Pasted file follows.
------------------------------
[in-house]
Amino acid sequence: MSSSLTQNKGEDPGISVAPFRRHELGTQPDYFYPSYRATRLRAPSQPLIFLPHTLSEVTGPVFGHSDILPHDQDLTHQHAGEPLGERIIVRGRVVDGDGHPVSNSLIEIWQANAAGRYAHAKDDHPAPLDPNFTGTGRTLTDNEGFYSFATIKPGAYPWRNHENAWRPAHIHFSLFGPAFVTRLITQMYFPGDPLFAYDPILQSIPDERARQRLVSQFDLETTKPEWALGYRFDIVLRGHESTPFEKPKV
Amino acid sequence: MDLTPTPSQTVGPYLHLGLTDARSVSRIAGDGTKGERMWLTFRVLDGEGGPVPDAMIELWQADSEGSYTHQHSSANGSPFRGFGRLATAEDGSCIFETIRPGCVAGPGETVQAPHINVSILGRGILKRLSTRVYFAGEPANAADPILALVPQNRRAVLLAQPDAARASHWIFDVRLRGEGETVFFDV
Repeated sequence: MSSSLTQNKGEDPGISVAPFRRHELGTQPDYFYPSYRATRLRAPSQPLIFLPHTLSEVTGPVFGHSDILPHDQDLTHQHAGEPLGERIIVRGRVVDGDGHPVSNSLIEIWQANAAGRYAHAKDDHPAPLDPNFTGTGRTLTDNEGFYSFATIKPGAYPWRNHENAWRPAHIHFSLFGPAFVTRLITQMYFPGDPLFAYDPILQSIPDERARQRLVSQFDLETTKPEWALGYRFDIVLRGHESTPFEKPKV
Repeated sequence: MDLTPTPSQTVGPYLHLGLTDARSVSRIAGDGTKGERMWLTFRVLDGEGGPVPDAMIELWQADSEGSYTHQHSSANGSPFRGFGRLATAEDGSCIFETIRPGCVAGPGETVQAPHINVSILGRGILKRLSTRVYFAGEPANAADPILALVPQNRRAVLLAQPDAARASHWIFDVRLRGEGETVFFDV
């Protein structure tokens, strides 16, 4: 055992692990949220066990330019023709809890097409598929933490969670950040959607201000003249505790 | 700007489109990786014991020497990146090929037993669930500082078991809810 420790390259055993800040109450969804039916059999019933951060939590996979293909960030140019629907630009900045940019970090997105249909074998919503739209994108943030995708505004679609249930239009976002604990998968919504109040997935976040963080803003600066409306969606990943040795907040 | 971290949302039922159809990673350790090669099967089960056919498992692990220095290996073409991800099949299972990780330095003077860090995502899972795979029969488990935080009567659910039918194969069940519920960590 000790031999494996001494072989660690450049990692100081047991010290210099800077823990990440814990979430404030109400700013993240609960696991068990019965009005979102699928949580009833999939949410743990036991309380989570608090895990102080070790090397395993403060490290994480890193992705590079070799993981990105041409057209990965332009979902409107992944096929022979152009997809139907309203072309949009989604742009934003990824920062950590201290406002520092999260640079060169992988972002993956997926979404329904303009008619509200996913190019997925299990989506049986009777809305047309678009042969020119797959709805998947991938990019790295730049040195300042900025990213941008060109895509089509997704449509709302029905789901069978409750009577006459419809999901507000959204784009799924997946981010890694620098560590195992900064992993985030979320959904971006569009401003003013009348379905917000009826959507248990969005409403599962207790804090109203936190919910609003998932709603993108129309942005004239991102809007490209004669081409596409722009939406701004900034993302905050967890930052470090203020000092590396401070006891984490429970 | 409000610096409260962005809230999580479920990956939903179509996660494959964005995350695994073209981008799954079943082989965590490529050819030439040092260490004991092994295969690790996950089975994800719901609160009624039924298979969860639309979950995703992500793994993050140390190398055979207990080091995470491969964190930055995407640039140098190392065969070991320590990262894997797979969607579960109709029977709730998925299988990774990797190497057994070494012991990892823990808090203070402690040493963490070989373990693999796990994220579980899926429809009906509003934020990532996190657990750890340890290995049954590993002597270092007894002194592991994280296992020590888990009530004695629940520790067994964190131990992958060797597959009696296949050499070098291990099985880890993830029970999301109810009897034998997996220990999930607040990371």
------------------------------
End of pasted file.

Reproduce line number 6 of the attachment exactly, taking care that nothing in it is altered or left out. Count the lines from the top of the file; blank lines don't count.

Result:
């Protein structure tokens, strides 16, 4: 055992692990949220066990330019023709809890097409598929933490969670950040959607201000003249505790 | 700007489109990786014991020497990146090929037993669930500082078991809810 420790390259055993800040109450969804039916059999019933951060939590996979293909960030140019629907630009900045940019970090997105249909074998919503739209994108943030995708505004679609249930239009976002604990998968919504109040997935976040963080803003600066409306969606990943040795907040 | 971290949302039922159809990673350790090669099967089960056919498992692990220095290996073409991800099949299972990780330095003077860090995502899972795979029969488990935080009567659910039918194969069940519920960590 000790031999494996001494072989660690450049990692100081047991010290210099800077823990990440814990979430404030109400700013993240609960696991068990019965009005979102699928949580009833999939949410743990036991309380989570608090895990102080070790090397395993403060490290994480890193992705590079070799993981990105041409057209990965332009979902409107992944096929022979152009997809139907309203072309949009989604742009934003990824920062950590201290406002520092999260640079060169992988972002993956997926979404329904303009008619509200996913190019997925299990989506049986009777809305047309678009042969020119797959709805998947991938990019790295730049040195300042900025990213941008060109895509089509997704449509709302029905789901069978409750009577006459419809999901507000959204784009799924997946981010890694620098560590195992900064992993985030979320959904971006569009401003003013009348379905917000009826959507248990969005409403599962207790804090109203936190919910609003998932709603993108129309942005004239991102809007490209004669081409596409722009939406701004900034993302905050967890930052470090203020000092590396401070006891984490429970 | 409000610096409260962005809230999580479920990956939903179509996660494959964005995350695994073209981008799954079943082989965590490529050819030439040092260490004991092994295969690790996950089975994800719901609160009624039924298979969860639309979950995703992500793994993050140390190398055979207990080091995470491969964190930055995407640039140098190392065969070991320590990262894997797979969607579960109709029977709730998925299988990774990797190497057994070494012991990892823990808090203070402690040493963490070989373990693999796990994220579980899926429809009906509003934020990532996190657990750890340890290995049954590993002597270092007894002194592991994280296992020590888990009530004695629940520790067994964190131990992958060797597959009696296949050499070098291990099985880890993830029970999301109810009897034998997996220990999930607040990371």